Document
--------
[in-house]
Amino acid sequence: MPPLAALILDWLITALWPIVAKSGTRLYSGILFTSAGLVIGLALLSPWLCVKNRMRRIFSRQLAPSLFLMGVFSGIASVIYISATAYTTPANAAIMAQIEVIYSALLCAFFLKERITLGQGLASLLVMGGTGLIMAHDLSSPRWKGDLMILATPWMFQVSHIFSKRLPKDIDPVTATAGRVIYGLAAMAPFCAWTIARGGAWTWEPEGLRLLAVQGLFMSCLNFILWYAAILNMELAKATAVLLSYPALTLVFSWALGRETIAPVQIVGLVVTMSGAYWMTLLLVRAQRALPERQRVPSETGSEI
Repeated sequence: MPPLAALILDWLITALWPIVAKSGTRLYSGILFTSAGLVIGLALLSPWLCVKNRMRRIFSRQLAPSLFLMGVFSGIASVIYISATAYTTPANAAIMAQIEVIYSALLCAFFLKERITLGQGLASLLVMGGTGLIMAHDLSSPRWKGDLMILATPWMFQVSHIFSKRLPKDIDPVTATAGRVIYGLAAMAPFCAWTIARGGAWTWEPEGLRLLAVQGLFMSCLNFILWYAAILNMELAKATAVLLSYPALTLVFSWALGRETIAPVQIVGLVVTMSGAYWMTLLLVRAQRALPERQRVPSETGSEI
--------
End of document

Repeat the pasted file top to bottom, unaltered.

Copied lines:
[in-house]
Amino acid sequence: MPPLAALILDWLITALWPIVAKSGTRLYSGILFTSAGLVIGLALLSPWLCVKNRMRRIFSRQLAPSLFLMGVFSGIASVIYISATAYTTPANAAIMAQIEVIYSALLCAFFLKERITLGQGLASLLVMGGTGLIMAHDLSSPRWKGDLMILATPWMFQVSHIFSKRLPKDIDPVTATAGRVIYGLAAMAPFCAWTIARGGAWTWEPEGLRLLAVQGLFMSCLNFILWYAAILNMELAKATAVLLSYPALTLVFSWALGRETIAPVQIVGLVVTMSGAYWMTLLLVRAQRALPERQRVPSETGSEI
Repeated sequence: MPPLAALILDWLITALWPIVAKSGTRLYSGILFTSAGLVIGLALLSPWLCVKNRMRRIFSRQLAPSLFLMGVFSGIASVIYISATAYTTPANAAIMAQIEVIYSALLCAFFLKERITLGQGLASLLVMGGTGLIMAHDLSSPRWKGDLMILATPWMFQVSHIFSKRLPKDIDPVTATAGRVIYGLAAMAPFCAWTIARGGAWTWEPEGLRLLAVQGLFMSCLNFILWYAAILNMELAKATAVLLSYPALTLVFSWALGRETIAPVQIVGLVVTMSGAYWMTLLLVRAQRALPERQRVPSETGSEI